Rouhani: Nuclear deal renegotiation 'meaningless'

Following the death of Ayatollah Ali Akbar Hashemi Rafsanjani, Iranian hard-liners found a new target to attack: Ali Akbar Nategh-Nuri. Meanwhile, President Rouhani dismisses a renegotiation of the nuclear deal, a point brought up by figures close to President-elect Trump, as “meaningless.”

al-monitor Iranian President Hassan Rouhani speaks during a news conference in Rome, Jan. 27, 2016. Photo by REUTERS/Alessandro Bianchi.
Rohollah Faghihi

Rohollah Faghihi


Topics covered

conservatives, jcpoa, donald trump, reformists, ali akbar nategh-nuri, hard-liners, ali akbar hashemi rafsanjani

Jan 17, 2017

President Hassan Rouhani held a press conference Jan. 17 to mark the first anniversary of the implementation of the Joint Comprehensive Plan of Action (JCPOA). Responding to a question about Iran’s response to US President-elect Donald Trump’s threats to either scrap the nuclear deal or renegotiate it, Rouhani said, “[Holding] new negotiations is meaningless,” adding, “There will be no [new] negotiations on the JCPOA.”

Rouhani continued, “Mr. Trump has not expressed satisfaction with the Iran nuclear deal so far and has said the deal is not a good deal. … These claims are nothing but a slogan.” Stressing that the accord is multilateral and involves six world powers and Iran, Rouhani said, “The JCPOA is not something that someone in another country, following his election as president, decides whether he likes or dislikes it. The JCPOA has created a new global environment and it should be taken care of with prudence. It is a win-win deal.”

Meanwhile, Ali Akbar Nategh-Nuri is turning into the new target of Iranian hard-liners following the death of moderate Ayatollah Ali Akbar Hashemi Rafsanjani, who was the leader of the moderation camp.

Nategh-Nuri is a moderate politician and a figure respected by both Reformists and conservatives. In the 2005 presidential election, he had the responsibility of mobilizing the conservatives and forging a coalition ahead of the voting. However, despite his efforts, none of the conservative candidates — including Mahmoud Ahmadinejad, then mayor of Tehran, and Mohammad Bagher Ghalibaf, the current mayor — heeded the coalition's final decision asking all nominees to withdraw in favor of Ali Larijani, the current speaker of parliament. Afterward, Nategh-Nuri gradually left the leadership of the conservative camp.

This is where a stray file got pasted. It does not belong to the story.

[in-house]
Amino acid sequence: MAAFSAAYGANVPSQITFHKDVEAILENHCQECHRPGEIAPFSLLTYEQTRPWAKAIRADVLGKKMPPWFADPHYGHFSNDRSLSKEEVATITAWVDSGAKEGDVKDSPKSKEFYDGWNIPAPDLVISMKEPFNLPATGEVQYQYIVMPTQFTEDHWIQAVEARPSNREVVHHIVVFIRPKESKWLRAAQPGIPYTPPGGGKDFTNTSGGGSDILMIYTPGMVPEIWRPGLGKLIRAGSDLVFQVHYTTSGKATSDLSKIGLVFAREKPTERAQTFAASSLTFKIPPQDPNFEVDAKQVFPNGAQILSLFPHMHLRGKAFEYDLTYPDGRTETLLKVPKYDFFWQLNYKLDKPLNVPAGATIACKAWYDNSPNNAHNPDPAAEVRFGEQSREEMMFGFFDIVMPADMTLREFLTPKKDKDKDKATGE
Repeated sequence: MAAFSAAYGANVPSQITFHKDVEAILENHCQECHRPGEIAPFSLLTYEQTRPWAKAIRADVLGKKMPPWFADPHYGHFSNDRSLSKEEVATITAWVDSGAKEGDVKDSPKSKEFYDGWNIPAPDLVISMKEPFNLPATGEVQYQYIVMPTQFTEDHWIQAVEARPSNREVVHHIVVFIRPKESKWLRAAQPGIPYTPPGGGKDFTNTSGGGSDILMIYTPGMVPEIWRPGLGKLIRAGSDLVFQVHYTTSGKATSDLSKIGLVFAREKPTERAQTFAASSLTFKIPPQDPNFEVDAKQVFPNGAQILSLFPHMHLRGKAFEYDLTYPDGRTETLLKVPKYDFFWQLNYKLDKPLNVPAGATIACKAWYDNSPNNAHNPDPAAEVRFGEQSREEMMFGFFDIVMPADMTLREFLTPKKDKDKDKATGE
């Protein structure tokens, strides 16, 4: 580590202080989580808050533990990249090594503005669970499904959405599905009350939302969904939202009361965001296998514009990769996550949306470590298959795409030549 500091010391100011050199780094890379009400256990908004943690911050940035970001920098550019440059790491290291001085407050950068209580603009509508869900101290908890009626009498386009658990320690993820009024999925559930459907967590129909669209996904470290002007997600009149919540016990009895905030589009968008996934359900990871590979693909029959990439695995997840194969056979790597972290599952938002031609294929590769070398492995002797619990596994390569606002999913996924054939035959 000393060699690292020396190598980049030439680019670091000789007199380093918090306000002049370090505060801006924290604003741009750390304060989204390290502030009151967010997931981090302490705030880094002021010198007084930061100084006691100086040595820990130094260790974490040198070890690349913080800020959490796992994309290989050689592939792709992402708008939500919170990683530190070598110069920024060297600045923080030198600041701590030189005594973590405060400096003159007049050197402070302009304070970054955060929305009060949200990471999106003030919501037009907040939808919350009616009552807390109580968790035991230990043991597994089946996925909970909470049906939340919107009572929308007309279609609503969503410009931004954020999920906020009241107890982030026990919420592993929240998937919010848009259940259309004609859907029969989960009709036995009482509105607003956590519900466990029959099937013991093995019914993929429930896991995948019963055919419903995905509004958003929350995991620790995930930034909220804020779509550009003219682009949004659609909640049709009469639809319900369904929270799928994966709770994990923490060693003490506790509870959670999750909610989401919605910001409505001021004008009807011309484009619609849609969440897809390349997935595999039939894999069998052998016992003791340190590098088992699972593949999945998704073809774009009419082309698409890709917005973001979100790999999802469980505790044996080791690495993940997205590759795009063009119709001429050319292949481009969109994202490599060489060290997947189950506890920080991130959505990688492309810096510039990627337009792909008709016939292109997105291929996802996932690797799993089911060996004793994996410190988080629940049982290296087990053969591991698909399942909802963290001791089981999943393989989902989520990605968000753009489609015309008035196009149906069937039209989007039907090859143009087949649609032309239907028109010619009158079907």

Nategh-Nuri’s decision to abandon the conservative camp became clear when Ahmadinejad accused him and his sons of corruption during the televised presidential debates in 2009, with none of his conservative friends condemning Ahmadinejad over his remarks. In the 2013 presidential election, along with Rafsanjani, Seyyed Hassan Khomeini (the grandson of the founder of the Islamic Republic, Ayatollah Ruhollah Khomeini) and former Reformist President Mohammad Khatami, he played a significant role in Rouhani's victory.

Nategh-Nuri’s close relationship with Rafsanjani, who died Jan. 8, is no secret in Iranian politics, as their friendship went back over five decades.

At a Jan. 15 memorial for Rafsanjani held at the mausoleum of Ayatollah Khomeini, Nategh-Nuri was the keynote speaker. “Hashemi [Rafsanjani] wasn’t opposed [to the Islamic Republic], he was the pillar of the [1979 Islamic] Revolution. … It is really bad that when figures are alive, we insult them, and when they are gone, we mourn for them,” said Nategh-Nuri, referring to the harsh attacks of hard-liners against Rafsanjani and their change of stance toward him following his death.

Describing Rafsanjani as “oppressed” because of the hard-liners’ position against him, Nategh-Nuri, who currently heads the supreme leader’s Inspection Office, added, “Now God only knows who is next [in line to become the target of hard-liner attacks].”

In reaction to Nategh-Nuri’s speech, Kayhan newspaper, known as the mouthpiece of hard-liners, wrote Jan. 15 that the Reformists are attempting to deceive him.

“Mr. Nategh talked about the great cruelty against Hashemi, but he didn’t mention the greater cruelty against the nation and the Islamic Republic during the 2009 sedition and proxy unrests and the unfair lie about ballot rigging,” wrote Kayhan. Of note, the 2009 presidential elections, which led to the re-election of Ahmadinejad, triggered widespread protests in Iran that are described as “sedition” by conservatives.

On Jan. 16, the hard-line Raja News, which is close to the Endurance Front led by Ayatollah Mohammad-Taghi Mesbah Yazdi —Rafsanjani’s old rival — also adopted a harsh stance, writing, “The loser to Khatami believes that the Reformists want to choose him as their sheikh and leader” (Khatami defeated Nategh-Nuri in the 1997 presidential election).

Reformist analyst Hassan Rasouli believes the cause of the uptick in attacks against Nategh-Nuri isn’t because of his speech at Rafsanjani’s memorial. Rather, Rasouli said Jan. 17 that the attacks “are rooted in the approach adopted by Nategh during recent years.”

On Jan. 17, Mohsen Gharavian, a cleric based in the holy city of Qom, said, “Inside the country, we have figures such as Seyyed Hassan Khomeini, Nategh-Nuri and Hassan Rouhani who are the disciples of Ayatollah Hashemi Rafsanjani’s school of thought, and in my view, Ayatollah Hashemi Rafsanjani’s way, notions and ideas must be followed.”

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